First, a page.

It may seem like blasphemy to some to say that there was a movie more deserving than Toy Story 3 to take home the Oscar for Best Animated Feature, but I’ll hold to it that The Illusionist was that film. Based on an unfilmed script by comic master Jacques Tati (viewings of at least Mr. Hulot’s Holiday and his masterpiece Mon Oncle before seeing this (and just in general) are recommended), Sylvain Chomet’s marvelous, fanciful, and ultimately emotionally devastating tale of a stage magician trying to grasp the last remnants of success in a world that has begun to ignore him and his craft. After meeting a young girl who believes his illusions are real magic, the magician must provide for two. There’s no actual dialogue, only the hustle and bustle of colorful characters and backgrounds in long shots and takes. It’s a wonderful film. My review is here. Available on DVD/Blu-ray Combo.
Ryan Gosling and Michelle Williams elevate this story of marriage falling apart. Blue Valentine shows Dean and Cindy at their relative high and their lowest low with nothing in between. While co-writer/director Derek Cianfrance offers broad strokes of circumstance, Gosling and Williams create full-blooded characters with distinct histories. Intercutting back and forth between the ideal and reality, the screenplay is missing the progression between the two. My review is here. Available on DVD and Blu-ray.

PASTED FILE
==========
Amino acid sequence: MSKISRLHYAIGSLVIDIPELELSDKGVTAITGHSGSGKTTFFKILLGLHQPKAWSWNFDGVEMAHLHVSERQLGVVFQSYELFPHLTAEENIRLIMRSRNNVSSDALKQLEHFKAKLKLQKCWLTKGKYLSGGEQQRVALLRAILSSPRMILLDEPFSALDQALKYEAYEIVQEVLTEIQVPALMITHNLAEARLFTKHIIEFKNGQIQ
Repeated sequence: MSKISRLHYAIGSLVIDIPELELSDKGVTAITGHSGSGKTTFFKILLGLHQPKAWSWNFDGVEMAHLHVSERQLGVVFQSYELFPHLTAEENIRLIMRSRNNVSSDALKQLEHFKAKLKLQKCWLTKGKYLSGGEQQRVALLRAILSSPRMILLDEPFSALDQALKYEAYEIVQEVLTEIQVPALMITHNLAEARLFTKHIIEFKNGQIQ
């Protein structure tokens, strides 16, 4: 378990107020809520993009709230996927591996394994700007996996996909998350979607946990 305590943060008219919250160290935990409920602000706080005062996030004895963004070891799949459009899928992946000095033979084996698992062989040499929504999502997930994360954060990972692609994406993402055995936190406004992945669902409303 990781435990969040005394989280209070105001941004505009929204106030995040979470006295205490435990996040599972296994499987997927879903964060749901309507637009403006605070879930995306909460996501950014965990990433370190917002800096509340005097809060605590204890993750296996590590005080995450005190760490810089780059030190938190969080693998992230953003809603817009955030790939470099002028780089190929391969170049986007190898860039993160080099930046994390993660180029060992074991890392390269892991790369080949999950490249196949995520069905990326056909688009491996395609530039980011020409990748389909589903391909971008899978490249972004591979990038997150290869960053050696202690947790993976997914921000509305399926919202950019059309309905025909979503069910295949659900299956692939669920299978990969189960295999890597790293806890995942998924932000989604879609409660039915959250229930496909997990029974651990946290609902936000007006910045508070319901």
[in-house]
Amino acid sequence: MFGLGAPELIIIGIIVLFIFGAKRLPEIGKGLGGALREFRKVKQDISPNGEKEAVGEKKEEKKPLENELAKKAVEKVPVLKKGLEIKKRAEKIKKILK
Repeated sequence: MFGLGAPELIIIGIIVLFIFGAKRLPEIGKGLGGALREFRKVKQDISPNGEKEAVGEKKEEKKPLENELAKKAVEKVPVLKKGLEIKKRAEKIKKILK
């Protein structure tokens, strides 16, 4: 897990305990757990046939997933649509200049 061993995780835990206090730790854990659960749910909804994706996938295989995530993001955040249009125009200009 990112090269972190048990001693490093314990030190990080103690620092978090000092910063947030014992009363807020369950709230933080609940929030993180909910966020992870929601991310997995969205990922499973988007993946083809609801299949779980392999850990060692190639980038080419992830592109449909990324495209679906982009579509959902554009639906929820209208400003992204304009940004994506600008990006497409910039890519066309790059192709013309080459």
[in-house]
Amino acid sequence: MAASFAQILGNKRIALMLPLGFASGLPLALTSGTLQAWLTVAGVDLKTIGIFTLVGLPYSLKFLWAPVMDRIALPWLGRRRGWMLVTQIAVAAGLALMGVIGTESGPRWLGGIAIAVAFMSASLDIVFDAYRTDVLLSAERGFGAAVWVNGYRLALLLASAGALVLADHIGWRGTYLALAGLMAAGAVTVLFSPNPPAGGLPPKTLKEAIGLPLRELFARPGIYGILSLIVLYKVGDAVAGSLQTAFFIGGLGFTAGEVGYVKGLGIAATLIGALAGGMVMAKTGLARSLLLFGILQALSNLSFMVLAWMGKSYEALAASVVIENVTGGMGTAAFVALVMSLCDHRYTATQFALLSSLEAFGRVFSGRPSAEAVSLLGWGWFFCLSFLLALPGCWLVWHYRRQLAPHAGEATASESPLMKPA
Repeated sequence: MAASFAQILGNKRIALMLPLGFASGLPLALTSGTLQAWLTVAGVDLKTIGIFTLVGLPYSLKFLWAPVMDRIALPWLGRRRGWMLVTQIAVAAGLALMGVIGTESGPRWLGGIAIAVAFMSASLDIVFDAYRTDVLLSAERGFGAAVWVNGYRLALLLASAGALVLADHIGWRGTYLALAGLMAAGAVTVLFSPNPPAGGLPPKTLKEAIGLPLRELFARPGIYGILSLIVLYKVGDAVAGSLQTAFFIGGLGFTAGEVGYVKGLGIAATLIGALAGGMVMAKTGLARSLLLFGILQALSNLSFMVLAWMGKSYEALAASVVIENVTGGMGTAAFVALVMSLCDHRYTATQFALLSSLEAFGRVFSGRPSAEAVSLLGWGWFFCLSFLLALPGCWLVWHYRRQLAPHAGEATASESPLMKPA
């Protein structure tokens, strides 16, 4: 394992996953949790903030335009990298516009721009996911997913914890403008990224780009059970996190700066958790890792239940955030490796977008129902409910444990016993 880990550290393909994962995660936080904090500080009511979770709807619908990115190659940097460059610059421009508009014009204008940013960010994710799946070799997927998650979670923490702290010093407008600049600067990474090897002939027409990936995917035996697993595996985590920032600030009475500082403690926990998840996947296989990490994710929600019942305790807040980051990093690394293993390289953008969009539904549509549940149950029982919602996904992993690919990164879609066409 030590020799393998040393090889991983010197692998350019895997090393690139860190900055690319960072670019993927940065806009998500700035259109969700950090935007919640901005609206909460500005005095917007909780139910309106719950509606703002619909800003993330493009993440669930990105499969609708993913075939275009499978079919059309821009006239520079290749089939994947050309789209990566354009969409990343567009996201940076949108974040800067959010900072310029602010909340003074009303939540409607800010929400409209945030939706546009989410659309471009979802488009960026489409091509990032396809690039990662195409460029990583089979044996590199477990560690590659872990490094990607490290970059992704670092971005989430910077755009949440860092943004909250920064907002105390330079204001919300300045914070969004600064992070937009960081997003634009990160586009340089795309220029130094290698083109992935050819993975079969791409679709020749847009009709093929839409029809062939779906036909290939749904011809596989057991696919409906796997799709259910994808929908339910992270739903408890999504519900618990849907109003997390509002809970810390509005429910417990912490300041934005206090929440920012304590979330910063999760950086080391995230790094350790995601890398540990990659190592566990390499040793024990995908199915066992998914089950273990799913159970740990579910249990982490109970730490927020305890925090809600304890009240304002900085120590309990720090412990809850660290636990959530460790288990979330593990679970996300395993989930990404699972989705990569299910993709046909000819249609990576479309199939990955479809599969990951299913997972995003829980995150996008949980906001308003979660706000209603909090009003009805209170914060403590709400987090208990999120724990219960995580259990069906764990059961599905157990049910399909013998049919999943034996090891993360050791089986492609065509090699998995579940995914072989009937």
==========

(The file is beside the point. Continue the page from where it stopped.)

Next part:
Believing that the romantic leads would be better off without each other is instant death for a romantic comedy, and such is the case with No Strings Attached. Adam (Ashton Kutcher) and Emma (Natalie Portman) decide to have a non-relationship based on sex that suspiciously resembles a regular, old relationship. He’s a bland, frat-boy type, except when he’s a hopeless romantic, and she’s got baggage of the obnoxious variety. A happy ending would be them finding someone else. My review is here. Available on DVD and Blu-ray.